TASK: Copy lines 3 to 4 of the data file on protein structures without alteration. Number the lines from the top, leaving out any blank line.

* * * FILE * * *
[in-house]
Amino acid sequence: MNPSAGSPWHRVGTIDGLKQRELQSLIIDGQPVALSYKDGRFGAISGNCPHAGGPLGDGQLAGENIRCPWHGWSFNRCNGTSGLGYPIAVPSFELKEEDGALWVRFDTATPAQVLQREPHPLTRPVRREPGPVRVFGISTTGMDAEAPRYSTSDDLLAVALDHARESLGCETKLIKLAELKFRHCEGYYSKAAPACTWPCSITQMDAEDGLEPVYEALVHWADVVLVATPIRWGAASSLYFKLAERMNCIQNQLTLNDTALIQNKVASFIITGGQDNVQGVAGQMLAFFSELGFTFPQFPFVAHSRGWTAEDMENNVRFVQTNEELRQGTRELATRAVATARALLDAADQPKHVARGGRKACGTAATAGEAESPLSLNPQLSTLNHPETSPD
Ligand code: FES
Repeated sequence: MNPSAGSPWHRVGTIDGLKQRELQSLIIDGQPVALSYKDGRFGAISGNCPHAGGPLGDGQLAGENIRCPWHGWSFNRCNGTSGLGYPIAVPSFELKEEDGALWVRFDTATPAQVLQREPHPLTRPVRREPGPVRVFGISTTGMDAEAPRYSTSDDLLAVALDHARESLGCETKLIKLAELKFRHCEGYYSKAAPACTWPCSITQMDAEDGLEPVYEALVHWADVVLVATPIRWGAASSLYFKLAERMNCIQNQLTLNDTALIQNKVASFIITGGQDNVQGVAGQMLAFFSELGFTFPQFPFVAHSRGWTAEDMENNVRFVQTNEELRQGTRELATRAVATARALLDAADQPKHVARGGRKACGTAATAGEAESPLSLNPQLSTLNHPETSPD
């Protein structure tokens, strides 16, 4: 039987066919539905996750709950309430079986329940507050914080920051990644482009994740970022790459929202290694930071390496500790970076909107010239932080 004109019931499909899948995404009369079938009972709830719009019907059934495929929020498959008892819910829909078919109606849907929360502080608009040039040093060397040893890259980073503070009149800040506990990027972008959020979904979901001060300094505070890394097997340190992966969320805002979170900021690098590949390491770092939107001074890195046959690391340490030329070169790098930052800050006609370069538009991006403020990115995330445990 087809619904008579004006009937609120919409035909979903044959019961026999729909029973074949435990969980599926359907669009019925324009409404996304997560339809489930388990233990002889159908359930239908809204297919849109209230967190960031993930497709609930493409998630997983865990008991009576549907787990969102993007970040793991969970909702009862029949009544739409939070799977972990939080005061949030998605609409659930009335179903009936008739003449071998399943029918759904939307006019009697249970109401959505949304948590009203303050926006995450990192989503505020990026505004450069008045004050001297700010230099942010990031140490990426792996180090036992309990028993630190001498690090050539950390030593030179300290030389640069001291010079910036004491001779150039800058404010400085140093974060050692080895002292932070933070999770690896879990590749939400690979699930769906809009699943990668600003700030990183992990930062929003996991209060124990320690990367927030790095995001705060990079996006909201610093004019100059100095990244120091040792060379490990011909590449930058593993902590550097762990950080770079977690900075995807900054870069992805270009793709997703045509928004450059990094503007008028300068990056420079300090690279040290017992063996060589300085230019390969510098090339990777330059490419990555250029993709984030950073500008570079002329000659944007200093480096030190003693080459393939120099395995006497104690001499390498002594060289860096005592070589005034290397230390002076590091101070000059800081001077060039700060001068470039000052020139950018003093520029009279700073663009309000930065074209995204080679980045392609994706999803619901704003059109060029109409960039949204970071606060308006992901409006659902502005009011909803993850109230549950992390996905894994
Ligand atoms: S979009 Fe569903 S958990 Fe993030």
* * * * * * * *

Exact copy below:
Ligand code: FES
Repeated sequence: MNPSAGSPWHRVGTIDGLKQRELQSLIIDGQPVALSYKDGRFGAISGNCPHAGGPLGDGQLAGENIRCPWHGWSFNRCNGTSGLGYPIAVPSFELKEEDGALWVRFDTATPAQVLQREPHPLTRPVRREPGPVRVFGISTTGMDAEAPRYSTSDDLLAVALDHARESLGCETKLIKLAELKFRHCEGYYSKAAPACTWPCSITQMDAEDGLEPVYEALVHWADVVLVATPIRWGAASSLYFKLAERMNCIQNQLTLNDTALIQNKVASFIITGGQDNVQGVAGQMLAFFSELGFTFPQFPFVAHSRGWTAEDMENNVRFVQTNEELRQGTRELATRAVATARALLDAADQPKHVARGGRKACGTAATAGEAESPLSLNPQLSTLNHPETSPD